Martha Beck: The verbal part of the brain, which is what we’re taught to focus on almost to the exclusion of all other things, is relatively new to evolution, and full of “bugs.” It’s like a first version of a software program that was rushed to market. The nonverbal portions of the brain are much larger, more powerful, and less prone to error. Dropping out of language and into an awareness of the information coming from the rest of the brain is the first step in creativity, connection, and problem-solving. There are many methods we can use to do this—too numerous to mention here. You can always read the book!
Be Inkandescent: Next, tell us more about Oneness, which enables us to sense the interconnection between our own consciousness and beings that are seemingly unconnected to us. How can we accomplish this in our daily work lives? And how can Oneness help us find and embrace the professional lives we want?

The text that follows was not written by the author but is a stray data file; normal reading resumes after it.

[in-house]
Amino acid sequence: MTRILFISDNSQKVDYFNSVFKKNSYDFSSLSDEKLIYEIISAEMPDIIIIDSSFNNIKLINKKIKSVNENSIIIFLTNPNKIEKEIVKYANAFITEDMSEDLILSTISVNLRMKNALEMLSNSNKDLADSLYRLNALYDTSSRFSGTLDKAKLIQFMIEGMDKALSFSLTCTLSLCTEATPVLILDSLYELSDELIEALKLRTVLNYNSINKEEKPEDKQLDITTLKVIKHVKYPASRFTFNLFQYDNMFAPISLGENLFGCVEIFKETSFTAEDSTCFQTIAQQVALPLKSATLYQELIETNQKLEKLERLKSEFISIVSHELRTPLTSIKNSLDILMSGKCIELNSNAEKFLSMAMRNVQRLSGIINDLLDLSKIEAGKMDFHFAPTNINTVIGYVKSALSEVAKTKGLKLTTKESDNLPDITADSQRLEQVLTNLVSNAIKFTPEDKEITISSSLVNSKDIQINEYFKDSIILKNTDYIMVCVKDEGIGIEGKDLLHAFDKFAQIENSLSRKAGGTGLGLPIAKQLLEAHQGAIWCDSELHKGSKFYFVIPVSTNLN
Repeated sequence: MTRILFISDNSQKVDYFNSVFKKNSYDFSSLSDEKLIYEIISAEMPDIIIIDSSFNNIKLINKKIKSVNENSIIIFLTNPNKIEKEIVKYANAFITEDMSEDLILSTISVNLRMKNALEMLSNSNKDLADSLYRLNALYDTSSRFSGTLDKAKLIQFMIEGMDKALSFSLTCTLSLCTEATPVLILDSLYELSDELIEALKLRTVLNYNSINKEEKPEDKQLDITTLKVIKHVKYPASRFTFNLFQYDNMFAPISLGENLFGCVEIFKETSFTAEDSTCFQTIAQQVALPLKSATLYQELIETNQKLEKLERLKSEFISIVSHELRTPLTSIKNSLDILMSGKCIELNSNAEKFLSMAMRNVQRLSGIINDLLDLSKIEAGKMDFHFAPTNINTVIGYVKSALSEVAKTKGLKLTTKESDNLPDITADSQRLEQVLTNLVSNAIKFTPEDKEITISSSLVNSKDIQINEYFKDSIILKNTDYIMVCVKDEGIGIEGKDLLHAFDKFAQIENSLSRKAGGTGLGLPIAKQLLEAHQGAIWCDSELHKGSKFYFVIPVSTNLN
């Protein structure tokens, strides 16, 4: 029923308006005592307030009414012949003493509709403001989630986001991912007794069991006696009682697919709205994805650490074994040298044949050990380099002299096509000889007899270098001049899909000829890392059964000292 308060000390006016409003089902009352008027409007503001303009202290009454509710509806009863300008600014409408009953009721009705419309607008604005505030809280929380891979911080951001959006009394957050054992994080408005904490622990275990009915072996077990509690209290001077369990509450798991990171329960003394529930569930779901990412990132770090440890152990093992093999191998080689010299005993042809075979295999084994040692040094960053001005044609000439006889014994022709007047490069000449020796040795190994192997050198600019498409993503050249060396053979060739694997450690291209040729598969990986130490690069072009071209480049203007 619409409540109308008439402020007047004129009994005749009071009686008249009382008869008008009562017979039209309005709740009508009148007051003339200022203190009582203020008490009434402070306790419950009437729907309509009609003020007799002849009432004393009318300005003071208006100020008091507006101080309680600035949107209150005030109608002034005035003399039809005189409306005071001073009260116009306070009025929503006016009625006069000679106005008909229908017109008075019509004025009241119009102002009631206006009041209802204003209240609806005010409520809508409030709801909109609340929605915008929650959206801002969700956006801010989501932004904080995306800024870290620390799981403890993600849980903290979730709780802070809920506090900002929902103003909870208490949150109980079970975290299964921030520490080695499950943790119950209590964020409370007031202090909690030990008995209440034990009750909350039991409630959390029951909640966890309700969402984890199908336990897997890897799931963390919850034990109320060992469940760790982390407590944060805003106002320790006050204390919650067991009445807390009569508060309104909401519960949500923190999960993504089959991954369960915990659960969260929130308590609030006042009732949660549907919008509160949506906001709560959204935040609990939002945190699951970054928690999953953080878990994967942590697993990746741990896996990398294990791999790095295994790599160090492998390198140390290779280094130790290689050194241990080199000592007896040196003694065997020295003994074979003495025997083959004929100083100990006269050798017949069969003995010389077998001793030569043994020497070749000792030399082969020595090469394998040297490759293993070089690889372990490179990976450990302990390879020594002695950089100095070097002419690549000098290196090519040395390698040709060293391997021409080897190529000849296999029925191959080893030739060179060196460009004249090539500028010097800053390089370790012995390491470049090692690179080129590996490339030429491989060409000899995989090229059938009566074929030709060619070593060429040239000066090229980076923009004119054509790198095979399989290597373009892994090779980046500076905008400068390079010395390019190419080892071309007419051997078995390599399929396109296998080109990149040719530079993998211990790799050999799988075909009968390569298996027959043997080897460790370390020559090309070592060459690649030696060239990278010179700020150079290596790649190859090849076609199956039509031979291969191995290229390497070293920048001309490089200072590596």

Martha Beck: Oneness is not only the way all mystics perceive reality, but the way we all function in the moments we forget to stay locked in mental stories. Another word for it is “love,” but that’s so misused I want to be careful using it. The moment we slip out of language and into the larger supercomputer of the nonverbal brain, we notice that things we saw as separate from us are actually parts of ourselves.
Neuroscientists now know that our brains are continuously creating new areas that correspond, for example, to the tools we use—a part of your brain is now operating your watch, your car, your clothing, as if these things are part of your body. When we let ourselves feel “one” with anything or anybody, a real connection is created between our consciousness and that supposedly separate entity. This is where we get to the limit of the Newtonian view—but our science and ancient traditions keep telling us it’s true.
As long as we’re able to sense our connection with things, we really can send and receive information through that connection. We’re all wireless communication devices communicating through a field of energy. We can learn to use that reality to function better in every area of our lives.
Don’t stop now! To learn more about Martha Beck’s other books, read our Tips for Entrepreneurs.